Codemasters' Colin McRae rally franchise has generally been considered the preeminent off-road racing series for years now. Release after release, Codemasters has raised its own bar and incorporated fantastic controls with showcase visuals. Now the developer/publisher is taking the franchise to the next-gen starting line with DIRT: Colin McRae Off-Road for the PlayStation 3, Xbox 360 and PC.
Built entirely from the ground-up, DIRT is a completely next-generation take on the series and Codemasters has literally rebuilt every bit of the experience from scratch to take full advantage of the systems. From its breathtaking visuals to absolutely massive multiplayer lobbies to even its menu system, the game simply smells like a brand-new car, and an extremely plush one at that.
The first evidence of this is the menu system. Each "window" of the front end, be it the races, option screens or what have you, are represented by floating slats in a full 3D space. Navigating between them moves the camera up and around between the windows. Sure, it's a very small part of the overall experience, but it immediately lets you know that everything from thereon in will be slick.
In order to make the series more US-friendly than ever before, DIRT will include a plethora of US-based locations, vehicles and more. You'll be able to race rally raids, 4x4 events, hill climbs and more, including the entire run of Pike's Peak. Codemasters claims that anything that happens off-road will be represented here in some fashion. One thing along these lines that's new to the series is multi-car racing, and we're not talking ghosts here. You'll actually be able to go toe-to-toe with other vehicles and lock wheels as you fight for dominance over each and every turn.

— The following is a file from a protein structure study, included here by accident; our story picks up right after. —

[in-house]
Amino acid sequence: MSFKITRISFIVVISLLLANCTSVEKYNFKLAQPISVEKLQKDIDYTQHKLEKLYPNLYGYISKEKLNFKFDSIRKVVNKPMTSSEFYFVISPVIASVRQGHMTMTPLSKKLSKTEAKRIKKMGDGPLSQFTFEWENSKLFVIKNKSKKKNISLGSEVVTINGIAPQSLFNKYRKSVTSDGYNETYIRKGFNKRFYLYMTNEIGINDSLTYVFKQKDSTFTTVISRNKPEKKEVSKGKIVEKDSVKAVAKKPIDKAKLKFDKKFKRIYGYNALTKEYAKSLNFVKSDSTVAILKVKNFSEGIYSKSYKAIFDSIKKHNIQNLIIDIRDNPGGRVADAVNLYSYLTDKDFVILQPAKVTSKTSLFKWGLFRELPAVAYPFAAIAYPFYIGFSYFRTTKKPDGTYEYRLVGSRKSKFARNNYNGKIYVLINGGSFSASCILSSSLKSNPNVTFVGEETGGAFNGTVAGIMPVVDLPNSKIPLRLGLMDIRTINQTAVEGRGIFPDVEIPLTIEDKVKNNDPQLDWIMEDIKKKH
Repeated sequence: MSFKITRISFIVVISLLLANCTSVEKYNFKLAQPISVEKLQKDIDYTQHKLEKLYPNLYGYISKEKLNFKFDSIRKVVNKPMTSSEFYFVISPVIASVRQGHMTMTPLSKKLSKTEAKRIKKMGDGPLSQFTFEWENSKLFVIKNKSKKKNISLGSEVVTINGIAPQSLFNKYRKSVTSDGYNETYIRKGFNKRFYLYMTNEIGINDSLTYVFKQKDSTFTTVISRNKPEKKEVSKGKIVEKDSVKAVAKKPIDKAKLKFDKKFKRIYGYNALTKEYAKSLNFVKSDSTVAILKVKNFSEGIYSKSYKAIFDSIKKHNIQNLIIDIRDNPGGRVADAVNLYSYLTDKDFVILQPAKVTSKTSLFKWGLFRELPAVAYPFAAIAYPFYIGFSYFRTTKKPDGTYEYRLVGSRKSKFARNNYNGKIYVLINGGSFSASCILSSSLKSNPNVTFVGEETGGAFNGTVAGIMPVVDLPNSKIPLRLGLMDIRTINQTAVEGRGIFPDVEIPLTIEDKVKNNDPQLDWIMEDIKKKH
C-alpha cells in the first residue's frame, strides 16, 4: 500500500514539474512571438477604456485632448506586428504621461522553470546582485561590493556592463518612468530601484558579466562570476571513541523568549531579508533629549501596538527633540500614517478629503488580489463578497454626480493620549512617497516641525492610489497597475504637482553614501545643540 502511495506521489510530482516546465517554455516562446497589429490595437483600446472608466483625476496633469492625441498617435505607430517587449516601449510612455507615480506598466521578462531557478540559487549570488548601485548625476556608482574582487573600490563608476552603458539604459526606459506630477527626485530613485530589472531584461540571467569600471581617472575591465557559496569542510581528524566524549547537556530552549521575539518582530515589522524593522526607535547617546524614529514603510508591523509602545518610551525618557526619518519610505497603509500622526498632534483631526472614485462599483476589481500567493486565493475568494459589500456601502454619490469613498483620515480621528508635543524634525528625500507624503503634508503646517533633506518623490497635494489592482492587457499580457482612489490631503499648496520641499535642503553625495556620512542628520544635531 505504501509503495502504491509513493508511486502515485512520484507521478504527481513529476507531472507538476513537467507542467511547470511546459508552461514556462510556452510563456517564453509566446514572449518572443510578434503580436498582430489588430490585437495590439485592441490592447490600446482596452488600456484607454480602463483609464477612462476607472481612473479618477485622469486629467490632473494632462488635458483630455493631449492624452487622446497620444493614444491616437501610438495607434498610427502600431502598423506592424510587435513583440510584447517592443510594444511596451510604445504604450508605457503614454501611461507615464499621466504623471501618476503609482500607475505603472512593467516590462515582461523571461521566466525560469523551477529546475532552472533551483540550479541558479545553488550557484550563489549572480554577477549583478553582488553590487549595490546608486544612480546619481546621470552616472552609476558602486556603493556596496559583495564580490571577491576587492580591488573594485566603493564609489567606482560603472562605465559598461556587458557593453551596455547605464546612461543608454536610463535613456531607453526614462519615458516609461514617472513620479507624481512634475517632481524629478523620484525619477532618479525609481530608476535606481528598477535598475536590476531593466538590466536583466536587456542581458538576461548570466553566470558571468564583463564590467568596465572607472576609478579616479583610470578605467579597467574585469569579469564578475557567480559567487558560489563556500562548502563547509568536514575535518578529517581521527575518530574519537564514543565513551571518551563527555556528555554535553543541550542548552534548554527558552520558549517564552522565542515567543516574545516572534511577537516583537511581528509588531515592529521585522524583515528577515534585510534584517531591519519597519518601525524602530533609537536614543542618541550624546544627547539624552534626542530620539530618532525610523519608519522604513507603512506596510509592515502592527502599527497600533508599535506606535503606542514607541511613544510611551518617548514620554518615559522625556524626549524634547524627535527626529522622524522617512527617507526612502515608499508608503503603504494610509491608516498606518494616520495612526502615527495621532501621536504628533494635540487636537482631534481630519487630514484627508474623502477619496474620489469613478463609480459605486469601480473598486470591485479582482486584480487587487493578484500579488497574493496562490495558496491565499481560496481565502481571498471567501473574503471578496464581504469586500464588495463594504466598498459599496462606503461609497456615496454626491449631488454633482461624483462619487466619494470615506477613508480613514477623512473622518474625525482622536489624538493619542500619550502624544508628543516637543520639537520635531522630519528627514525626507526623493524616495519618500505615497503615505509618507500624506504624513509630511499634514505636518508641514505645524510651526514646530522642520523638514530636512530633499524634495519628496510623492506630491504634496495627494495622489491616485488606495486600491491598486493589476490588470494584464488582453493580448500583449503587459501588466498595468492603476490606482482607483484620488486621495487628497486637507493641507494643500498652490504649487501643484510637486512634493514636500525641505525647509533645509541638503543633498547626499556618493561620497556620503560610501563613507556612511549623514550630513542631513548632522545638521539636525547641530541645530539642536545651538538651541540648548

On a technical level, Codemasters is attempting to push the systems to their limits. Audio is created on-the-fly and is fully dynamic. There are no pre-recorded versions of Doppler or reverb effects here, and the developer has managed to record individual samples for every section of an engine's sound palette. That is, the game doesn't use a single sample and then speed it up or down for higher and lower RPMs, but rather those unique samples are stored in memory for dead-on accuracy to the real thing.
Visually, DIRT is a very impressive title. The game looks just as good in motion as it does in the screenshots, which is saying a lot. Clouds of dust kick up as cars race forward with a fantastic lighting model that creeps naturally across the bodies of the cars. Individual blades of grass can be picked out far into the distance - we didn't notice any sort of draw-in here, resulting in a natural and very smooth landscape to speed past.
The physics system, which Codemasters has always excelled at implementing, utilizes soft body physics so that car part can bend and distort in realtime for completely dynamic damage modeling. Axles can bend, resulting in wheels that rotate in an awkward manner, and doors, roofs and whatever else can become disturbingly mangled if you happen to run off the track.
One of the subtle and yet extremely cool things that we noticed during the demo was the camera work. If you race in the overhead view, the camera will bob and shake as you take jumps and slide around corners. It's still certainly tight enough that no ounce of control or accuracy looks to be lost, but its small and subtle movements help make the game look a little more TV-like in its presentation. Should you prefer to race from a first-person perspective, along with standard rooftop and bumper views, a full in-helmet view is present that allows you to get a view of the wheel, dashboard and such.
DIRT: Colin McRae Off-Road is scheduled for release this June on the PlayStation 3, Xbox 360 and PC. We'll have more on the game very shortly, including some hands-on impressions, so stay tuned.
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